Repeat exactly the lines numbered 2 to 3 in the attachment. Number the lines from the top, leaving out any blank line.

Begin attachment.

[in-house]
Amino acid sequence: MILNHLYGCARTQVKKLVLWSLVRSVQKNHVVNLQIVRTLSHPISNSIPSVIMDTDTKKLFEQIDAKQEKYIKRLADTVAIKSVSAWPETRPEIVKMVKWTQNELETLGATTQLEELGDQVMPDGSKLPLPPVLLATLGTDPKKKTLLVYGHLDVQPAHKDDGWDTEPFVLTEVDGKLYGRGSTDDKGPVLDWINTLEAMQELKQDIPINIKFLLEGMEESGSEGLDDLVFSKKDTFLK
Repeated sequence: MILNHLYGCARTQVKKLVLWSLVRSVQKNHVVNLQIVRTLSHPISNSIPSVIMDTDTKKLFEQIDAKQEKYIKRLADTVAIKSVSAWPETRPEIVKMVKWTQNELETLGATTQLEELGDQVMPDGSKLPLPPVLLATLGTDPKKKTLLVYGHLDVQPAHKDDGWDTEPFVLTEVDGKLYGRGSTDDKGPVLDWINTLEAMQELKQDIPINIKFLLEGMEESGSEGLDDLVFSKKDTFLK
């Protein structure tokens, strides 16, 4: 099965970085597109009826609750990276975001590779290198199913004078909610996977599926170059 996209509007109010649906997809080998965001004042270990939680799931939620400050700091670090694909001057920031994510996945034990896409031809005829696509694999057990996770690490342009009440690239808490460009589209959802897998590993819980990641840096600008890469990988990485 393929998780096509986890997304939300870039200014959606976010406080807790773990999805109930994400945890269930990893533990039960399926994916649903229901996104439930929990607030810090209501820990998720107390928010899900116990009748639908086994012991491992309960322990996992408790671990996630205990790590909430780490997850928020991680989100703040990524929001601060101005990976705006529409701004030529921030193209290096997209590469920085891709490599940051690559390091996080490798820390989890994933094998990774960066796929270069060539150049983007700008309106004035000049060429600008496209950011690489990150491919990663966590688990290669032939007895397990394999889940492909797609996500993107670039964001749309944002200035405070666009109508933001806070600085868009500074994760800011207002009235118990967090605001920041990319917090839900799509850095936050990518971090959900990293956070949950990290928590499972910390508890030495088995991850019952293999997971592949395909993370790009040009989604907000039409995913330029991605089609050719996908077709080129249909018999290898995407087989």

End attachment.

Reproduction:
Amino acid sequence: MILNHLYGCARTQVKKLVLWSLVRSVQKNHVVNLQIVRTLSHPISNSIPSVIMDTDTKKLFEQIDAKQEKYIKRLADTVAIKSVSAWPETRPEIVKMVKWTQNELETLGATTQLEELGDQVMPDGSKLPLPPVLLATLGTDPKKKTLLVYGHLDVQPAHKDDGWDTEPFVLTEVDGKLYGRGSTDDKGPVLDWINTLEAMQELKQDIPINIKFLLEGMEESGSEGLDDLVFSKKDTFLK
Repeated sequence: MILNHLYGCARTQVKKLVLWSLVRSVQKNHVVNLQIVRTLSHPISNSIPSVIMDTDTKKLFEQIDAKQEKYIKRLADTVAIKSVSAWPETRPEIVKMVKWTQNELETLGATTQLEELGDQVMPDGSKLPLPPVLLATLGTDPKKKTLLVYGHLDVQPAHKDDGWDTEPFVLTEVDGKLYGRGSTDDKGPVLDWINTLEAMQELKQDIPINIKFLLEGMEESGSEGLDDLVFSKKDTFLK